Signs and Symptoms of Abuse
The presence of one or even many of these signs does not necessarily mean the child has been abused. If you feel that your child could be a victim, contact the DCFS hotline, law enforcement or call the Center to discuss your concerns.
- Heightened fear or anxiety
- Increased tearfulness, crying, clinginess
- Changes in sleeping patterns such as nightmares, bedwetting, fear of going to bed
- Changes in appetite
- Withdrawal from usual activities and friends
- Changes in school performance, attention span, loss of interest
- Nausea, upset stomach or frequent stomach aches
- Sexual language and sexual behaviors “too old” for child’s age.
Children react differently to abuse depending on age, extent of abuse, support from others and their relationship with the offender. If you are torn between loyalty to your child and loyalty to the offender, find a professional such as a therapist, counselor, or minister to help you sort out your feelings. Make sure your child knows that he/she is number one priority!
What Offenders Do
People who abuse children come from all economic, ethnic, social and educational backgrounds. According to research, 80% of all sexual abuse of children is perpetrated by someone the child knows. Many abusers are trusted and loved by the child.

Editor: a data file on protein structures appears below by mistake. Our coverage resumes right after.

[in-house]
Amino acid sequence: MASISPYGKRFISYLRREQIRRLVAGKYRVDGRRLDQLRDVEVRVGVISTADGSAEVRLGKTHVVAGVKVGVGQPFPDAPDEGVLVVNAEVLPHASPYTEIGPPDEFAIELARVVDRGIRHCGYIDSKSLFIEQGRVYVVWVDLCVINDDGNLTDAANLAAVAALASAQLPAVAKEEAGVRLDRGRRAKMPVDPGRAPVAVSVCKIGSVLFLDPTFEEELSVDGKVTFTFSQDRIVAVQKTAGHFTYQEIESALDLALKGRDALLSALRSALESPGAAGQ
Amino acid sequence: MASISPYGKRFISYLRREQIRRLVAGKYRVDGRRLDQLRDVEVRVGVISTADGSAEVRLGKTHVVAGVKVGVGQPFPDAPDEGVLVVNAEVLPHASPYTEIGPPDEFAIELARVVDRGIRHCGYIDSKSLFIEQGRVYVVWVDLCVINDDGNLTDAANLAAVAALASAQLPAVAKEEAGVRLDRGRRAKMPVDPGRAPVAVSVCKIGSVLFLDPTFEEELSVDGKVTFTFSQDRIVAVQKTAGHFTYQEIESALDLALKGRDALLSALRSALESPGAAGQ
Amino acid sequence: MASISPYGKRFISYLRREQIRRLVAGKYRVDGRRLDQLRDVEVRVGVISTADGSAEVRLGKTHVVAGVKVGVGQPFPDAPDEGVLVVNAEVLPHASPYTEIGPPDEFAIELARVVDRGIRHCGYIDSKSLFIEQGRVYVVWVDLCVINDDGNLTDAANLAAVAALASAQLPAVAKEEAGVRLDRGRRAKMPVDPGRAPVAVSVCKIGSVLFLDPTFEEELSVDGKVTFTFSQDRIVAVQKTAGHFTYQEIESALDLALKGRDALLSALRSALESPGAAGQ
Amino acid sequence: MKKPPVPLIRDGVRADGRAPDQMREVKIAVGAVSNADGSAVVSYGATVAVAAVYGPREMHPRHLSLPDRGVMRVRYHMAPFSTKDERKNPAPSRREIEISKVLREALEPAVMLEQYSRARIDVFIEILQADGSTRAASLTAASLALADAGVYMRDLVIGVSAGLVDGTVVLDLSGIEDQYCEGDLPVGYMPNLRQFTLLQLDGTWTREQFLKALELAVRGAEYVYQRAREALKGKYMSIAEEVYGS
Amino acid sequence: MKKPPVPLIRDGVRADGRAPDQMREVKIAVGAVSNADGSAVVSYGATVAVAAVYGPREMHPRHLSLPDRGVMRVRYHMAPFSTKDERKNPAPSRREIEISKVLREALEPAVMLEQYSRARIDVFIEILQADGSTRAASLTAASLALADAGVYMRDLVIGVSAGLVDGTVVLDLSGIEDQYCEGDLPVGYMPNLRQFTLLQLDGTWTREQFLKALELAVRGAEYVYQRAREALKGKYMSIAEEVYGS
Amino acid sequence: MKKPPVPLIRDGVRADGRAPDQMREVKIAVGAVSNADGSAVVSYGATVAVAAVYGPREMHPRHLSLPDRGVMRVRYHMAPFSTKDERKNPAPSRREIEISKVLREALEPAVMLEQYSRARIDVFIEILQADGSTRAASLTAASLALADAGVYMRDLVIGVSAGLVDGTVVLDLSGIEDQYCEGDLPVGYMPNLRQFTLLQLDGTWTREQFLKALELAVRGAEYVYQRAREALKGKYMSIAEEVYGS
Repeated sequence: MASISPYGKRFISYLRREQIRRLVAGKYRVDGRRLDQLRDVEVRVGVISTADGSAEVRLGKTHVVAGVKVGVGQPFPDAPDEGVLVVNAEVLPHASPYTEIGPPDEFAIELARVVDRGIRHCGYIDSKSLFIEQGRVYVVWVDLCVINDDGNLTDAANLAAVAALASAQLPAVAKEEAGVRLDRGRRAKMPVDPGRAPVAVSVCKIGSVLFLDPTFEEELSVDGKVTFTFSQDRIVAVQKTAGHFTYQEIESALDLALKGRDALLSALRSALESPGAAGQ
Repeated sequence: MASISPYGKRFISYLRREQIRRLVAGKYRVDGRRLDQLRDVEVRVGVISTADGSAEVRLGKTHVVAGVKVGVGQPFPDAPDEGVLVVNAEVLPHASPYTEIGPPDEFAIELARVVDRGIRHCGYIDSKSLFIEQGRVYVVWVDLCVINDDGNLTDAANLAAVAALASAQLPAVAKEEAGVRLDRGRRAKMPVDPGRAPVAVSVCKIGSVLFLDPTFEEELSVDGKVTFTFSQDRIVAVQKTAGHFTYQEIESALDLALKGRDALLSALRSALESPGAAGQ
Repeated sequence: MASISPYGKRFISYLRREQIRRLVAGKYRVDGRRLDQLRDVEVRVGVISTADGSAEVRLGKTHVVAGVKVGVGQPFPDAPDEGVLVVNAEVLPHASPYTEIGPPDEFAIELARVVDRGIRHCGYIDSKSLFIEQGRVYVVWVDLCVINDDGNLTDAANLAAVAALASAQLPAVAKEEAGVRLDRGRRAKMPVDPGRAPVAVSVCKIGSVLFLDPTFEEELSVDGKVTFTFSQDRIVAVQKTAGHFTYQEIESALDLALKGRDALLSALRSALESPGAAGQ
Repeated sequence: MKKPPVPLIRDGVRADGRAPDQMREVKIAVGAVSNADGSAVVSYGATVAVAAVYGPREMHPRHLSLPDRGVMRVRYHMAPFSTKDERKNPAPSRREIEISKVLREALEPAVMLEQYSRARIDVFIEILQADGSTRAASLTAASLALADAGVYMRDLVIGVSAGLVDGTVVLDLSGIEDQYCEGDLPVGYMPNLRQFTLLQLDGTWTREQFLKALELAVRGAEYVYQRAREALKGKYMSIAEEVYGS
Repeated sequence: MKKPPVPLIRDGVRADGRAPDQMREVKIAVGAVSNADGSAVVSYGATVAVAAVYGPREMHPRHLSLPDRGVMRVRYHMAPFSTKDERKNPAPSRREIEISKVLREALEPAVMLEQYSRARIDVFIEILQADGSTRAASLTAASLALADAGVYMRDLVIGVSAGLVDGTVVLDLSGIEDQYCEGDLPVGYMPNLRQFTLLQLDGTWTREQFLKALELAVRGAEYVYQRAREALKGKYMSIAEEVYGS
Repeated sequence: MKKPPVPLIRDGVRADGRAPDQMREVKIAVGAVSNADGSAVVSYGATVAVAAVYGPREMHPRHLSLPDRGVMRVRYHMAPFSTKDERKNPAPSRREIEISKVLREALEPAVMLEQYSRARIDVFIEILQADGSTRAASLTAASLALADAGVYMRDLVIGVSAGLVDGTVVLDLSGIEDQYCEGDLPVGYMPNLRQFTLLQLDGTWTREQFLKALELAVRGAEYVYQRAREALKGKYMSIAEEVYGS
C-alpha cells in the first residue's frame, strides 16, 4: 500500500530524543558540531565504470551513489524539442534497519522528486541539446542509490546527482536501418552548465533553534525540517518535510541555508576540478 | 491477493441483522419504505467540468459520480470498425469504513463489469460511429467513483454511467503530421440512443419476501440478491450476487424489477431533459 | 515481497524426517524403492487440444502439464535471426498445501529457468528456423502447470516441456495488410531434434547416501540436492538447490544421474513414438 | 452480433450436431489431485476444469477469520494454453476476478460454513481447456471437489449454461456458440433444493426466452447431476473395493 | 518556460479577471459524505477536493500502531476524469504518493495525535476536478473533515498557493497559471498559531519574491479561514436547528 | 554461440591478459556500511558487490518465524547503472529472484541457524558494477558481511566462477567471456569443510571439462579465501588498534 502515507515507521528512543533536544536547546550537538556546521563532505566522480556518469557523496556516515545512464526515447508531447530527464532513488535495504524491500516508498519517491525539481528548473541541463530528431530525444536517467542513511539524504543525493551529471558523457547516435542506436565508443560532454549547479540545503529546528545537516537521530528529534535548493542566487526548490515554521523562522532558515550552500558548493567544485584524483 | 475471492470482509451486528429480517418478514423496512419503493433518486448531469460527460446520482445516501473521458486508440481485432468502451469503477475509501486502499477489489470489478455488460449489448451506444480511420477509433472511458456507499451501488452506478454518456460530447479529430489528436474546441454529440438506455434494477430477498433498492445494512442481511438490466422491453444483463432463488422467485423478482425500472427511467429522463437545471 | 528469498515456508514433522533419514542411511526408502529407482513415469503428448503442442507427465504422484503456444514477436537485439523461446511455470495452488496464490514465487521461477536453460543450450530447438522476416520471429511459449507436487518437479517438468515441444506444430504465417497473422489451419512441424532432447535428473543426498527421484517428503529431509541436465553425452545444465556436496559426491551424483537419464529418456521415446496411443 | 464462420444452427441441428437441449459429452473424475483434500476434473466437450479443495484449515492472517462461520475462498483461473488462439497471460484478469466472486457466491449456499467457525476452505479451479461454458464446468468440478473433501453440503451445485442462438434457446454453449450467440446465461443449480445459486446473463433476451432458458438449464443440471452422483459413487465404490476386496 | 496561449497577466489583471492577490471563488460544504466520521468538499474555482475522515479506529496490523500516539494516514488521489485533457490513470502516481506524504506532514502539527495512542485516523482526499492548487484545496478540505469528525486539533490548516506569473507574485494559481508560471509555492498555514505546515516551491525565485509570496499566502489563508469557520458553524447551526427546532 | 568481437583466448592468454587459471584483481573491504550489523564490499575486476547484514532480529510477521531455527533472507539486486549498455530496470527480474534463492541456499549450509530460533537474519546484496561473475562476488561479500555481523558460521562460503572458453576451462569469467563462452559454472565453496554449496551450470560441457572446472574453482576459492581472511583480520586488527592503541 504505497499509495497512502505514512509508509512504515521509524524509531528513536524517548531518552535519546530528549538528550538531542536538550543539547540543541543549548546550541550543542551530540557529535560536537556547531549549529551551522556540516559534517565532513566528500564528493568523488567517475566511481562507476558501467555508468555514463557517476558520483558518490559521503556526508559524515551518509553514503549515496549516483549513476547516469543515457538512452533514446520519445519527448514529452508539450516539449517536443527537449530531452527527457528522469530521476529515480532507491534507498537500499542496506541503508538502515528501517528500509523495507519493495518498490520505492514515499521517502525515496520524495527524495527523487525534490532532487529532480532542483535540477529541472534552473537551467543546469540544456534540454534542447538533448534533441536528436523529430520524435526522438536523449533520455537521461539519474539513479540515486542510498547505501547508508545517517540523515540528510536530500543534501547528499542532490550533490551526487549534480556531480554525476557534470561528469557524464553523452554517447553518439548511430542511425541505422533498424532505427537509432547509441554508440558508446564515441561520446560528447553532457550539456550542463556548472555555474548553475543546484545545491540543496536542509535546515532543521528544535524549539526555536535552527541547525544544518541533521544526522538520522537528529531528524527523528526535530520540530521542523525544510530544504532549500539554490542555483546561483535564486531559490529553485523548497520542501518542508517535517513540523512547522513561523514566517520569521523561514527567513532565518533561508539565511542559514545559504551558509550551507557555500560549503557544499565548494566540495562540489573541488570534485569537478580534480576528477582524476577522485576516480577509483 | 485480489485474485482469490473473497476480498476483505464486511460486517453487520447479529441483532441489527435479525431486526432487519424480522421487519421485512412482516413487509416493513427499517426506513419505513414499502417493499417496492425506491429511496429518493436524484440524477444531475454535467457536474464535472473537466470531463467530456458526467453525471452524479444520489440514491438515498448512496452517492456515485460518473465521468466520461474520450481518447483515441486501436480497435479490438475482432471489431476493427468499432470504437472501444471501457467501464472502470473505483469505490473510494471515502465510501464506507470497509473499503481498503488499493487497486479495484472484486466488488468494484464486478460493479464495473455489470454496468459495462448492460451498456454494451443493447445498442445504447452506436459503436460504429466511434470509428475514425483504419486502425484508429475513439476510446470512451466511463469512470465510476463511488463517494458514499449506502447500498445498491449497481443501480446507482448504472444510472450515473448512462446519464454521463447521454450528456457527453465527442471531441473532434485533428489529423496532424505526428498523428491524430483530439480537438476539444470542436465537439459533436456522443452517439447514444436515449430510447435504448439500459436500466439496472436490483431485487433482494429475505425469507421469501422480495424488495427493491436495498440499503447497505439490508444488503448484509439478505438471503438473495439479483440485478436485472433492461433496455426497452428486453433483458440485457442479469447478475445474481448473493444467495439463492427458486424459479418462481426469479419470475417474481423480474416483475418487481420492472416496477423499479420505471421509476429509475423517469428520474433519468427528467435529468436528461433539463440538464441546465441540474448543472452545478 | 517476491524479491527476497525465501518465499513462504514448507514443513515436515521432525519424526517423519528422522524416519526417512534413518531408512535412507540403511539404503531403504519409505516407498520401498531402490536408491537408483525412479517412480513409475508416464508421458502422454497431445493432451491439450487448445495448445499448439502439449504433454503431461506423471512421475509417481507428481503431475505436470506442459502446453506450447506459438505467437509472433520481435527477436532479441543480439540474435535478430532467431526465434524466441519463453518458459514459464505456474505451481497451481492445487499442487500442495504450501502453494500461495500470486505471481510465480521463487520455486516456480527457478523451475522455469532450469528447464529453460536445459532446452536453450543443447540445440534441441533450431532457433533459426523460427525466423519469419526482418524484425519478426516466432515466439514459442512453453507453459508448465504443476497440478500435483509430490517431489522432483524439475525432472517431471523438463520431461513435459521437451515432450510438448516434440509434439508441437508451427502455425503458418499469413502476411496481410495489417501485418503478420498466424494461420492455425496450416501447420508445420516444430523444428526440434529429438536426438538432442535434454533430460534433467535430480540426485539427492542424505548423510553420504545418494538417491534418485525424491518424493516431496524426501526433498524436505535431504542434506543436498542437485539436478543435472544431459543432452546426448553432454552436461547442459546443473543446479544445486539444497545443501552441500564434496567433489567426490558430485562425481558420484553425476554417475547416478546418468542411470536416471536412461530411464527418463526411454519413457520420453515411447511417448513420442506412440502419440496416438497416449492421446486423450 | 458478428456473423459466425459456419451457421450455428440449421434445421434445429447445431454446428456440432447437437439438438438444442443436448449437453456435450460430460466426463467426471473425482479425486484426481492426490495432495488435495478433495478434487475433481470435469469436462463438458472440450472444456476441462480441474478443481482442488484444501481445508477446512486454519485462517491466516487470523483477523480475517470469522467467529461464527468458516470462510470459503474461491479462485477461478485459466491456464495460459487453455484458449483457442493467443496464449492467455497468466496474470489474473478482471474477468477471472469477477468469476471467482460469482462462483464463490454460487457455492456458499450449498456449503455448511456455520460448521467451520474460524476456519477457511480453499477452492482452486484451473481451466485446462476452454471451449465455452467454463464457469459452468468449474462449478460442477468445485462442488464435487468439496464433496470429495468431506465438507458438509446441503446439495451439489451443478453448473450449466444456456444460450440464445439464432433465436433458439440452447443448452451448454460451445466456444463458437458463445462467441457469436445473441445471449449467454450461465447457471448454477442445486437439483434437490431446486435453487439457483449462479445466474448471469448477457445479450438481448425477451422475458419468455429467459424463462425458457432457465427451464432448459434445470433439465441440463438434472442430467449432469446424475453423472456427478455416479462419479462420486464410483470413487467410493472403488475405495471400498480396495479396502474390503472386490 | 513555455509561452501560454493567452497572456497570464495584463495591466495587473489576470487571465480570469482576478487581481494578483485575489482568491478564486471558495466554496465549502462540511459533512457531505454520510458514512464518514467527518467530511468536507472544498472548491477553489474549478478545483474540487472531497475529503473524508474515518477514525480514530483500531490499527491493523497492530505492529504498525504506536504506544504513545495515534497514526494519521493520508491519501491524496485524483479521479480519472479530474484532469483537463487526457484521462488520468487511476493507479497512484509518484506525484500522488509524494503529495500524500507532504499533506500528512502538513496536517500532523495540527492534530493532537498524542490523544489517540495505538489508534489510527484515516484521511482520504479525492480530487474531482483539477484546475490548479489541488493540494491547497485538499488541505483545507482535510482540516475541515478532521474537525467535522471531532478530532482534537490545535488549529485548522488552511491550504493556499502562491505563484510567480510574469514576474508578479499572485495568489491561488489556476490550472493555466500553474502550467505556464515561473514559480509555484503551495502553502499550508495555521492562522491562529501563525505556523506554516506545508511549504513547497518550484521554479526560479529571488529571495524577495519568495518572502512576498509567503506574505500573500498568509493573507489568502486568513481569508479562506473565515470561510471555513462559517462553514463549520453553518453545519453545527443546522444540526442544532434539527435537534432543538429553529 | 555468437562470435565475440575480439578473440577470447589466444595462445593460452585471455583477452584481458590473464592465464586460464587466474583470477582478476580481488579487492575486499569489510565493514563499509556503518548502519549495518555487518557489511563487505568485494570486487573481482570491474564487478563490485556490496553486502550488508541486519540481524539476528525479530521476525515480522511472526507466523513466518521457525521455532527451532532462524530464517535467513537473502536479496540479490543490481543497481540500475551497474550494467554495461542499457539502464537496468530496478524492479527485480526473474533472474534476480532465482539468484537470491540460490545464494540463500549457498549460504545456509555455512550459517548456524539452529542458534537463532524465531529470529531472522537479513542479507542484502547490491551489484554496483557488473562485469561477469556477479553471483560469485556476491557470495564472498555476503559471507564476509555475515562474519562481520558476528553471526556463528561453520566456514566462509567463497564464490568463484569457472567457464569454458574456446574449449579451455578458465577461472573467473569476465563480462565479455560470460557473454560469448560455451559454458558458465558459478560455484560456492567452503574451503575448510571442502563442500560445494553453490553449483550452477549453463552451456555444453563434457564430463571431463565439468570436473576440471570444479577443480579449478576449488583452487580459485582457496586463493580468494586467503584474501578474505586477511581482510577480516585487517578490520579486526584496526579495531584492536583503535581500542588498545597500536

You cannot recognize abusers by their appearance. Abusers may be married and have children, may have criminal record, or may be outstanding citizens. Sometimes children are sexually abused by other children. Sometimes sexual contact between kids is simply curiosity, but when one child is much older than the other, or the behavior seems unusually abusive or adult like; INTERVENE.
Offenders use many tactics to gain access to children. They;
- Seek out an approachable child who is easy to get to.
- Establish relationship with child by buying them games or presents, becoming their best buddy, volunteering to babysit often
- Break down child’s resistance to touch by playing frequent touching games, wrestling, tickling, etc. As a result the children become confused when the touch becomes sexual.
- Blame the child and persuade them to keep the secret by making them feel responsible. They tell them that they’re “special” or tell them that someone will get hurt or mad if the child tells.